VEN Leadership & Staff
Board of Directors:
George Belcher graduated from Kansas University ('71) and Vermont Law School ('77). He was an officer in the U.S. Navy for three years. After graduating from law school he practiced general law in central Vermont until 1990 when he was elected as the Washington County Probate Judge, a position he held until retirement in 2012. He is a past president of the probate judges' association and has been active in various committees and programs concerning end-of-life, electro-convulsive therapy, surrogate decision making, and medical-legal issues surrounding guardianships.
George lives in Montpelier with his wife, Suzanne, who is a MSW social worker with the University of Vermont training partnership.
Sally is a Clinical Ethicist at Fletcher Allen Health Care in Burlington Vermont and the incoming Chair of the Vermont Ethics Network Board of Directors. She is also an Adjunct Assistant Professor of Medicine, and the Student Ombudsperson at the University Of Vermont College Of Medicine. She began her career in nursing after earning a B.S. in Physiology from Syracuse University and an A.S. in Nursing from Norwich University. After serving for many years at the bedside in surgical intensive care, and as a clinical supervisor and administrator, she began to study the field of bioethics in order to better understand and address the complex decisions encountered in the delivery health care. Sally earned her M.S. in Bioethics from the Union Graduate College/Mt. Sinai College of Medicine Program in Bioethics, and served as an Assistant Professor of Clinical Ethics in the program for 4 years before returning home to her native Vermont and Fletcher Allen in 2009. In addition to her primary roles, she is a member of the American Society for Bioethics and Humanities, and Co-chairs the Rural Ethics Affinity Group.
Danielle is currently a clinical coordinator at BCBS of VT. She provides mental health and substance authorization for treatment and case management to members and providers. She is also an adjunct professor at Johnson State College where she has taught ethics in the graduate counseling department for the past 12 years. Previously, she worked in an elementary school practicing social work with a primary responsibility providing psychotherapy to children and families. She also has experience providing social work services to Vermonters through a designated community mental health agency. She has experience as a Military Family Life Consultant providing short term nonmedical counseling to VT Army/Air National Guard and Navy Reserve service members and their families. Danielle has her Master in Social Work from Smith College in Northampton, MA.
Shaden Eldakar-Hein is a hospitalist at the University of Vermont Medical Center and Assistant Professor of Medicine at the University of Vermont College of Medicine. She serves as director of clinical ethics education in the Internal Medicine residency as well as an ethicist at the medical center. She is also the Associate Program Director of the Internal Medicine Residency and chairs the residency recruitment committee and wellness committee in addition to participation on several hospital wide quality improvement committees and medical education assessment at the College.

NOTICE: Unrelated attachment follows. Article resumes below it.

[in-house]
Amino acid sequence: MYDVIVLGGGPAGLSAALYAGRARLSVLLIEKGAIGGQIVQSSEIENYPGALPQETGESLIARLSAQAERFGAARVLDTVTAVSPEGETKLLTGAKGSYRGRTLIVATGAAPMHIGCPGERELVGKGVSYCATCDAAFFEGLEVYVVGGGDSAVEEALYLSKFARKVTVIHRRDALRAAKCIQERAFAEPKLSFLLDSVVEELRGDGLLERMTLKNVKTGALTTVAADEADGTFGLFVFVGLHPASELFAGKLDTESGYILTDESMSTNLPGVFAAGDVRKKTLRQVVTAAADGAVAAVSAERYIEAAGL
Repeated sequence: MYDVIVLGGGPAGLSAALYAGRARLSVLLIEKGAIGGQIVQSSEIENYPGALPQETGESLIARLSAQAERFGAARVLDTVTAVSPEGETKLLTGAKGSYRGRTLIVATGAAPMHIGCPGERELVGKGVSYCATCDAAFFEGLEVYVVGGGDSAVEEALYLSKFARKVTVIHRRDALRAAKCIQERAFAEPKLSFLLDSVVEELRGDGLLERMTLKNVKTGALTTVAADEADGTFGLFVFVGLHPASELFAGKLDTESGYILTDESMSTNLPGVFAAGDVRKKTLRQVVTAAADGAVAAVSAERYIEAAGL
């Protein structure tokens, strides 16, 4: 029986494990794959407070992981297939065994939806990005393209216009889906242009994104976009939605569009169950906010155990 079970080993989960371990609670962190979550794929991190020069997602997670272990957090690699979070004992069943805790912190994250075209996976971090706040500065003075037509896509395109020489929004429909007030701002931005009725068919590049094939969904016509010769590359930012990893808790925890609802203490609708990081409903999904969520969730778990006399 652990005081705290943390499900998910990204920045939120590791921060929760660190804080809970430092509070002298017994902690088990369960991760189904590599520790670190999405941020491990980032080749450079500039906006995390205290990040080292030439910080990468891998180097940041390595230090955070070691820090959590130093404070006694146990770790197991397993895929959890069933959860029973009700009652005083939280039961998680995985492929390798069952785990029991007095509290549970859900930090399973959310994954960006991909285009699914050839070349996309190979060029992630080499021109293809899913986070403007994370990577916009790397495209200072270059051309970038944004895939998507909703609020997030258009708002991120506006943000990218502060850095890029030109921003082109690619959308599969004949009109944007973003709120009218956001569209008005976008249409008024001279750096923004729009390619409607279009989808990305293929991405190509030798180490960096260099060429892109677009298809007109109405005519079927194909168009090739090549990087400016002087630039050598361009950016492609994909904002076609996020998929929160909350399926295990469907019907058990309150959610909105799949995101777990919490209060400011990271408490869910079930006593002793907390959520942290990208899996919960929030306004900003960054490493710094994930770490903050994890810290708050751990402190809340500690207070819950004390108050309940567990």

Dr. Eldakar-Hein completed her undergraduate work in pre-medicine with psychology and neuroscience minors at Pennsylvania State University, received her MD from Temple University School of Medicine, completed her internship, residency and chief residency in internal medicine at Temple University Hospital and joined the faculty at the University of Vermont Medical Center in 2013. In addition, she has completed her Master of Science work at the Albany Medical College Bioethics Institute with a focus on ethics education.
Dr. Eldakar has won multiple education awards as a medical educator that include induction into the Gold Humanism Society, Osler Teacher of the Year and runner up for University of Vermont GME teacher of the year awarded by the residents. She was inducted into the Teaching Academy at the University of Vermont in 2015. She is a fellow of the American College of Physicians and the regional chair of the hospitalist committee. Dr Eldakar has a great interest in medical education, physician and learner wellness as well as hospital medicine and ethics.
Allen Hutcheson is the Director of Supportive Care Service at Southwestern Medical Center in Bennington Vermont. He also serves as the Medical Director of the VNA and Hospice of SVMC. Prior to coming to Vermont Allen was the Regional Medical Director of the Visiting Nurse Service of New York Hospice Care and an Attending Physician on the Palliative Care Service at Montefiore Medical Center in the Bronx. He is board certified in Family Medicine and Hospice and Palliative Medicine.
Alden is an ordained United Church of Christ minister who currently serves as the interfaith chaplain at Copley Hospital in Morrisville, Vermont. He has worked in health care chaplaincy at Copley since May of 2001. As a part of his responsibilities he also extends spiritual support to hospice clients who are being cared for by the Lamoille Home Health and Hospice, and he is a member of the Ethics Committee at Copley Hospital. As a focus of his chaplaincy position he also devotes time to the spiritual support and care of staff members at Copley Hospital.
Alden is a graduate of Drew University with a Bachelor of Arts in Religion, and in 1984 received a Master of Divinity degree from Union Theological Seminary in New York City. He completed a year-long Clinical Pastoral Education residency in hospital chaplaincy at Memorial Sloan Kettering Cancer Center in New York City in 1985.
He has served as the minister at two local churches within the Vermont Conference of the United Church of Christ(the West Newbury Congregational Church and the United Church of Underhill) and from 1993-1998 was the chaplain at Porter Hospital in Middlebury, Vermont. While at Porter Alden became a Board Certified Chaplain of the Association of Professional Chaplains, and has maintained that certification.
Alden’s wife Patricia is a registered nurse focusing on quality improvement at Bi State Primary Care. They have two children, a daughter Ainsley who is a nurse at Northeastern Vermont Regional Hospital in St. Johnsbury and a son Nathaniel, who is a student at the University of Vermont Rubenstein School of Natural Sciences.
Peg joins the VEN Board as a community member with a long time passion and interest in end-of-life care issues. She brings leadership experience in numerous non-profit organizations dealing with hospice and palliative care. At present, she is a key member and point-person for the Madison-Deane Initiative, the educational arm of the VNA’s End-of-Life Care Services for Chittenden and Grand Isle Counties. Prior to joining the VEN Board, Peg had chaired the MDI for seven years, was a long time hospice volunteer and a founding board member of The Vermont Respite house. She was the moving force behind raising the funds to acquire and house the first ambulance in Shelburne VT. In her professional life, she was the Capital Campaign and Development director of the King Street Center in Burlington for over twelve years. She currently resides in Burlington with her husband, Tom.